“Maybe kNg will play really well out of anger and will destroy them [laughs], and victory will go our way. I think it is a healthy rivalry.”
The conversation then focuses on kNgV-. The outspoken Brazilian, who infamously threatened Pujan "FNS" Mehta and made what was deemed to be a homophobic comment targeted at renowned analyst Duncan "Thorin" Shields, is often regarded as liability due to his short temper. felps, however, has nothing but positive words for his teammate.
“People have a wrong impression of him,” felps says. “He made some mistakes, but he was provoked by people who, out of malice, wanted those things to happen.
“I was one of those who fought for him to join the team. He is very good, and was one of the best in the world last year, in my opinion. He will be one of the best again someday and he will clean up his image. I spend every day with him and I see just how dedicated he is and what a good guy he is. He brings joy and trust to the team."
It is impossible not to feel that felps has changed considerably since his SK days and that he is surer of himself now. He is no longer the one-dimensional selfish kid who struggled to play for the team, but a leader who recognises his role in guiding the younger, inexperienced talent in the squad. “I had to start over, and when I put in my head that I would have to face problems that I was not used to, I took it in a positive way,” he says. “Not having an organisation was good, it made us grow and work thrice as hard. We wanted to show we were not dead, we were just away from the scene.” And while the new felps admits that he “would have put more thought” into his decision to leave SK, he stresses that he is at peace with the choices he has made in his career.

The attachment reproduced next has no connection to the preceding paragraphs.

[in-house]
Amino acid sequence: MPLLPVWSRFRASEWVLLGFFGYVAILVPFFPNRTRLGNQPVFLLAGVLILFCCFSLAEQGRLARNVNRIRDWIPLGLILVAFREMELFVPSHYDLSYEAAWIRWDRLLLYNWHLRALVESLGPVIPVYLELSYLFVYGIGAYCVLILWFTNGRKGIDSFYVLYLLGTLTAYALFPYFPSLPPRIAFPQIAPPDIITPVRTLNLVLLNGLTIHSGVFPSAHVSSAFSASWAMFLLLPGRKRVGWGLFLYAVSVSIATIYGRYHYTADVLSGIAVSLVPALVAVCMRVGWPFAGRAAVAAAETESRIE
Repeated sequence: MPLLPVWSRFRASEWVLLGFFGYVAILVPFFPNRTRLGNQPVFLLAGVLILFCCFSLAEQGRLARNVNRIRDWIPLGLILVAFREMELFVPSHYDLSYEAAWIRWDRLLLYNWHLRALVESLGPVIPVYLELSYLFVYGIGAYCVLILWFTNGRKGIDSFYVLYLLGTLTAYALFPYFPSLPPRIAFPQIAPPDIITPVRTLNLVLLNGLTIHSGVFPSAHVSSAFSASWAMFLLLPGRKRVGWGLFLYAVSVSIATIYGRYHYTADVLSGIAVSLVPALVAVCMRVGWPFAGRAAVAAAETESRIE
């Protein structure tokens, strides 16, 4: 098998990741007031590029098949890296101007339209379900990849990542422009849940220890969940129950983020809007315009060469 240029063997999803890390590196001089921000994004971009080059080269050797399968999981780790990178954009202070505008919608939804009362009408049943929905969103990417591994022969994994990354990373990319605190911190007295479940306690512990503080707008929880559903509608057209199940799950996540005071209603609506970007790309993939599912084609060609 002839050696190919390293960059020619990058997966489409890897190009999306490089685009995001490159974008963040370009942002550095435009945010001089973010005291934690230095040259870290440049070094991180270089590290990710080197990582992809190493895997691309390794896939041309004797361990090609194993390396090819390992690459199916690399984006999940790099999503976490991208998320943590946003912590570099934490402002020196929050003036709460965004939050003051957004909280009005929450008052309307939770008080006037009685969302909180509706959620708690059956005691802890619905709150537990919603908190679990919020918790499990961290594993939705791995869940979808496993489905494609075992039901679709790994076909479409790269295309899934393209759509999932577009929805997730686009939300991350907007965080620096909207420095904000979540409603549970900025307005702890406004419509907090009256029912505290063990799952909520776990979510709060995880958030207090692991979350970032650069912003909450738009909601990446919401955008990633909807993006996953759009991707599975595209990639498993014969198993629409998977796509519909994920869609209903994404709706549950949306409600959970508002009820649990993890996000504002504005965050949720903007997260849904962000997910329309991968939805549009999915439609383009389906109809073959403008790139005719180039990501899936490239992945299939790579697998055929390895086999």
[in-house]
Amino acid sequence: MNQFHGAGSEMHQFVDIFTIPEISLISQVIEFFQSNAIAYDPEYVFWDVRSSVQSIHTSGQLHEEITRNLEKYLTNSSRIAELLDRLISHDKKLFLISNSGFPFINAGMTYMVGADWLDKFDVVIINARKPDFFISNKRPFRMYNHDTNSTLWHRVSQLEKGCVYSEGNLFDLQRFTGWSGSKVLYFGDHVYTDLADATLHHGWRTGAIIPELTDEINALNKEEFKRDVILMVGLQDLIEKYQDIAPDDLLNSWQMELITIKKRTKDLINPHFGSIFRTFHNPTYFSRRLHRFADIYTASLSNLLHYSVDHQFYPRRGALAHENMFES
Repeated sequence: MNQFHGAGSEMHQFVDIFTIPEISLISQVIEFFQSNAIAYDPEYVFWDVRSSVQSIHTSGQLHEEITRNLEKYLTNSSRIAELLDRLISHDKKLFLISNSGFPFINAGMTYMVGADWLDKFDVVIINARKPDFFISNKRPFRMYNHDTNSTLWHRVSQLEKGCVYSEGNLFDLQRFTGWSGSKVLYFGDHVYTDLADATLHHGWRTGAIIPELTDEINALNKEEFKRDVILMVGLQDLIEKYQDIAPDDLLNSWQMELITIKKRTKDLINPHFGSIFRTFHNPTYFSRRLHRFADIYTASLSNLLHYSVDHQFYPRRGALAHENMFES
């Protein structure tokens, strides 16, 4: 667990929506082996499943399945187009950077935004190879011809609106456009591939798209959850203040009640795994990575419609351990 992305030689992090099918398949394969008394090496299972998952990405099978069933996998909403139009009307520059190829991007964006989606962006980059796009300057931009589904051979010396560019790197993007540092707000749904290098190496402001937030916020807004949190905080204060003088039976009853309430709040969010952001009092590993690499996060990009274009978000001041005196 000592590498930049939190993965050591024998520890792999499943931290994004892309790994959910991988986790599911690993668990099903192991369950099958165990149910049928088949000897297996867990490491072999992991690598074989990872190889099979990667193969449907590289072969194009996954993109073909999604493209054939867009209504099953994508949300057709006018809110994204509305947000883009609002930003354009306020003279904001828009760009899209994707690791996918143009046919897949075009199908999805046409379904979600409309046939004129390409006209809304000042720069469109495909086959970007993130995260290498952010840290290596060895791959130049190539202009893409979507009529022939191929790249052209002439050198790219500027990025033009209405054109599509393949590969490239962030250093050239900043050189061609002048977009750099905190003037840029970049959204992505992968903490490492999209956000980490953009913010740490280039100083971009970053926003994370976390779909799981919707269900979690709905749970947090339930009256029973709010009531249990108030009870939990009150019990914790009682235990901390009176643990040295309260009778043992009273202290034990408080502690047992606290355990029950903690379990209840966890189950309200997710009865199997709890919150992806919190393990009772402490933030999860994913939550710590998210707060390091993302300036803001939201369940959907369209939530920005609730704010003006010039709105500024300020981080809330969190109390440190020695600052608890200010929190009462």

“Even if I could, I would not go back in time, I would stick to my decisions," he says. "You have to make decisions in life. Today I understand that this is a job, that this is a rare opportunity and that you have to give your best every time."
One thing that remains the same is felps' burning desire to be celebrated as one of the game's best and brightness. In 2017, he came close to entering the top 20 player of the year list, and he maintains hope to find his name among the greats someday.
"Ever since I joined SK, my goal has been to enter a top 20 list," he says. "Of course I wanted to make the team be the best in the world again, but once that was accomplished my goal was simply to be one of the best in the world.
"Entering that list would make me very happy. I was very anxious [last year] and I had really high expectations, but I was not upset that I did not make it. I am still young, and there is no reason for me to give up."